How education in remote and rural communities in Nepal has been affected by the ongoing impact of the pandemic.

Education is in crisis, with 260 million children not in school – the majority of them girls – even before the pandemic. In rich and poor countries alike, millions more are in school but let down by a lack of support for teachers, outdated curriculum and a lack of digital connectivity in addition to poverty, conflict and the ongoing impact of the pandemic.

The #LetMeLearn campaign is mobilising young people to send a passionate message to world leaders that they must act urgently to deliver quality education to every child. The call comes ahead of the historic Transforming Education Summit, held during next month’s United Nations General Assembly where world leaders are meeting to decide how to tackle this crisis. These decisions will impact hundreds of millions of lives. 

 

The campaign is growing rapidly into a powerful global movement. It has already been backed by the UN, UNICEF, the Global Partnership for Education, the action platform Global Citizen and non-profit organisations including Plan International, Hello World and ITA in Pakistan. Celebrities including Stephen Fry and Matt Lucas have also shown their support on social media. 

Here's our 1-minute video featuring children from PTN schools in rural Nepal:

Pahar Trust Nepal stands to support children from remote and rural communities in Nepal whose education is affected by the ongoing impact of the pandemic.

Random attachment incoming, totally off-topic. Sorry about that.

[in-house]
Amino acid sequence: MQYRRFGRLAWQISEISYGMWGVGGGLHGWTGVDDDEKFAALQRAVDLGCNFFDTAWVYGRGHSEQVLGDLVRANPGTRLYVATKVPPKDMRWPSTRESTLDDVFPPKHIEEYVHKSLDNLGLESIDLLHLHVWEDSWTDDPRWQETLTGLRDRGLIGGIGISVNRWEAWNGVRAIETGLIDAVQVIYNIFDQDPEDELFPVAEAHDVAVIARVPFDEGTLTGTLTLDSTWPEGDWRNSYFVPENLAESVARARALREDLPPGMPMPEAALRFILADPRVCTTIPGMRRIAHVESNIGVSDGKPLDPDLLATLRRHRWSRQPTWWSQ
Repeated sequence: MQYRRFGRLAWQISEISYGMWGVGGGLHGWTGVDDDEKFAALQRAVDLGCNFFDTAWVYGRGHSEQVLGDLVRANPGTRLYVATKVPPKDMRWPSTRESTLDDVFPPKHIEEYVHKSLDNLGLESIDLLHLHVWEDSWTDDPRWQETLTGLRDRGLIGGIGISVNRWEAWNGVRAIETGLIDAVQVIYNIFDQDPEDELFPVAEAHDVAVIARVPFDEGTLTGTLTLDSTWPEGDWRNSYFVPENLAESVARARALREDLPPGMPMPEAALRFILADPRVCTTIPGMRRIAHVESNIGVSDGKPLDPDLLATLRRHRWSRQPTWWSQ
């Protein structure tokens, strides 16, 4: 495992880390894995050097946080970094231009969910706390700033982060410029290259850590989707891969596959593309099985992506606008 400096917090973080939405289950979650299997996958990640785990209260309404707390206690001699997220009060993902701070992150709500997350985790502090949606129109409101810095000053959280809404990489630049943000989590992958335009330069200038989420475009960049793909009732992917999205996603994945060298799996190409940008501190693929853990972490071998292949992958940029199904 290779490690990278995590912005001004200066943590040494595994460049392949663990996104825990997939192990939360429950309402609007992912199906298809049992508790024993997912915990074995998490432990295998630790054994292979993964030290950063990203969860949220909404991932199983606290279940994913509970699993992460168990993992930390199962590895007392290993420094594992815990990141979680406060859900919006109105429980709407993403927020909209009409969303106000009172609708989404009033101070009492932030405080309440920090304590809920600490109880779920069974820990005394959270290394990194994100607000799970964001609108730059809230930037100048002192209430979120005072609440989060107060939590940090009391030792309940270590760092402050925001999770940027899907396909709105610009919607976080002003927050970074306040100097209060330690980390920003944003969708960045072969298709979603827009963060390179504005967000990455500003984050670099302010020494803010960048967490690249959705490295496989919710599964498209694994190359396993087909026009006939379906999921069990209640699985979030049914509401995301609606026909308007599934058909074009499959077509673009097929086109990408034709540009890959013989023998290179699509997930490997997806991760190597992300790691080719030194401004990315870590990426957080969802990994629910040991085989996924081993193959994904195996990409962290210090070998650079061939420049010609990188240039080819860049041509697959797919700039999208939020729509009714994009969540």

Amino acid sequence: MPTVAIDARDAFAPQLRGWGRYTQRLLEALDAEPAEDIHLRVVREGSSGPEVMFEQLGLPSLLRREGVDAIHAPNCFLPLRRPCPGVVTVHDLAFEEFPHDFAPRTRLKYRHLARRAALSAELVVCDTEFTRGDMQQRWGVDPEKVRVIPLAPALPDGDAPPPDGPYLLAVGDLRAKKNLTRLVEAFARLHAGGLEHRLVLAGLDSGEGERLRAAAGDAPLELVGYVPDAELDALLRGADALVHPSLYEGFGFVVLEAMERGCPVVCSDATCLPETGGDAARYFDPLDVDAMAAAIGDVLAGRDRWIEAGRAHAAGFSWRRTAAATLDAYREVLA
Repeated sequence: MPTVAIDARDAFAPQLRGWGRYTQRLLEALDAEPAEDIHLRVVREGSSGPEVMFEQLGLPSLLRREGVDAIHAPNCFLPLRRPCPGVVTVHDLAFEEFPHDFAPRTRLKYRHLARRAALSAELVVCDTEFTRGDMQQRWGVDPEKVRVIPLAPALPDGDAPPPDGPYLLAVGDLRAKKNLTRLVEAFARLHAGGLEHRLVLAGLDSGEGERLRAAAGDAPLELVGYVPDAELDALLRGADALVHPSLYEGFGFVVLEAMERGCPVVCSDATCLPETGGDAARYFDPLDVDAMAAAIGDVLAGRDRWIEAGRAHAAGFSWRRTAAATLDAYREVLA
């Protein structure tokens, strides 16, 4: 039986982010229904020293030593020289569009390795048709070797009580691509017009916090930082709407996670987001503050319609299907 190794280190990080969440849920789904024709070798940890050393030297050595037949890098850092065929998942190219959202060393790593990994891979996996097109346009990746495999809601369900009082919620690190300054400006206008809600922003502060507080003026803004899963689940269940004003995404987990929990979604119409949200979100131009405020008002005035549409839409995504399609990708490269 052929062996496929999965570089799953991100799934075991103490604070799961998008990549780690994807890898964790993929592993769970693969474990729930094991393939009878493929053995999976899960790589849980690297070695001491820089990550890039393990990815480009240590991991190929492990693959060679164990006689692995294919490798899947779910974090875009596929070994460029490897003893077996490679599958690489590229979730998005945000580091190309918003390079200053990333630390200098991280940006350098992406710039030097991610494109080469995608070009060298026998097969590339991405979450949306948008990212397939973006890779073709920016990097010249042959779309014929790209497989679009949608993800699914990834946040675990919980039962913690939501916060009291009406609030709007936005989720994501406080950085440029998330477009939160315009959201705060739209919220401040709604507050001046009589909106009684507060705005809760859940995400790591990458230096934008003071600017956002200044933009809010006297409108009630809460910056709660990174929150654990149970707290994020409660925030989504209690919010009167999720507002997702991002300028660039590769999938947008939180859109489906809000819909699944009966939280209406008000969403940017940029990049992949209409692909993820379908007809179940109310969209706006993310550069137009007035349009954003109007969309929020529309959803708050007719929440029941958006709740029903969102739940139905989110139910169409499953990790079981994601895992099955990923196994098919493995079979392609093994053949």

Research in Nepal shows that:

  • Only 8% families and 12 % schools have access both to the internet and digital devices. (Sharma 2020)
  • Although technology-based education offers many benefits, it can widen the existing inequalities if all the measures are not taken into consideration (Gyamerah 2020) 
  • Many students and parents (including teachers) are not computer literate. Indeed, the national literacy rate is just 65.94% (Central Bureau of Statistics 2012) and computer illiteracy rate could be higher.
  • Even when rural children get access to radio and television lessons, it is highly unlikely that those children get enough help from their parents as many parents are illiterate. 
  • Children from low-income families are at a double disadvantage during the COVID-19 school closures: interruption to class time and economic uncertainty (Tiruneh 2020)
  • There is a high drop-out rate after school closures in rural localities as parents may prefer their children to continue to support them in farming and livestock herding.

As Covid-19 threatens the education of millions of children in emergencies, the campaign continues to pressure world leaders to put education at the heart of their recovery plans so no child is left behind.

The above research findings are taken from: Impact of COVID-19 on the Education Sector in Nepal - Challenges and Coping Strategies

You can read more on the #LetMeLearn campaign here.